[My Computational Complexity Web Log] Computationally Simple One-Way Functions
An upcoming FOCS paper is drawing a lot of interest at TTI and Chicago, Cryptography in NC0 by Benny Applebaum, Yuval Ishai and Eyal Kushilevitz.
Don't let "NC0" scare you, it simply means that every output bit depends on a constant number of input bits. In this paper the authors show that under reasonable assumptions one can have one-way functions and pseudo-random generators where each output bit depends on only four input bits. Quite surprising that such simple functions can be so hard to invert.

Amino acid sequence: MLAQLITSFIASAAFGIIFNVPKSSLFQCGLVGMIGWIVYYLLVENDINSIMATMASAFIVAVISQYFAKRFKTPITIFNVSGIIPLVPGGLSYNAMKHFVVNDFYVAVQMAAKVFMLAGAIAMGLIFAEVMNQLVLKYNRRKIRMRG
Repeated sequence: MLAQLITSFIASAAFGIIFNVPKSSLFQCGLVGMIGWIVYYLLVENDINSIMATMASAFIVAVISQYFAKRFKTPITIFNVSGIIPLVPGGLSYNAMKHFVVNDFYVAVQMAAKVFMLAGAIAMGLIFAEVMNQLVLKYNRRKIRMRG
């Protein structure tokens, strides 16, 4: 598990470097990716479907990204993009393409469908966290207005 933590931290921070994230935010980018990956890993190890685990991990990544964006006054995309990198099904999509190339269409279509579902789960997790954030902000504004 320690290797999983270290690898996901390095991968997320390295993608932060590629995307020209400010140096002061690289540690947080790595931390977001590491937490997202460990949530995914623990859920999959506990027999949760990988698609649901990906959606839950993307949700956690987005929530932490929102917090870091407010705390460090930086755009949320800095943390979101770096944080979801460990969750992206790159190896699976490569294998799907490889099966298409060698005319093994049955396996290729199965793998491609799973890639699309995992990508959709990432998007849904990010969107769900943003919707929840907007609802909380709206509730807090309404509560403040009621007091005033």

Their proof uses a clever but not overly complicated reduction using randomized polynomials from a larger class (⊕L/poly) to NC0 and so if one-way function and PRGs exist in the larger class than slightly weaker versions exist in NC0 respectively. The larger class contains many functions conjectured to be one-way or a PRG, including those based on factoring.
I remember Mike Sipser mentioning in a complexity class I took back in the mid-80's that "We don't even know how to show there are no one-way functions in NC0." Now we know why.
Posted by Lance to My Computational Complexity Web Log at 8/29/2004 07:29:25 AM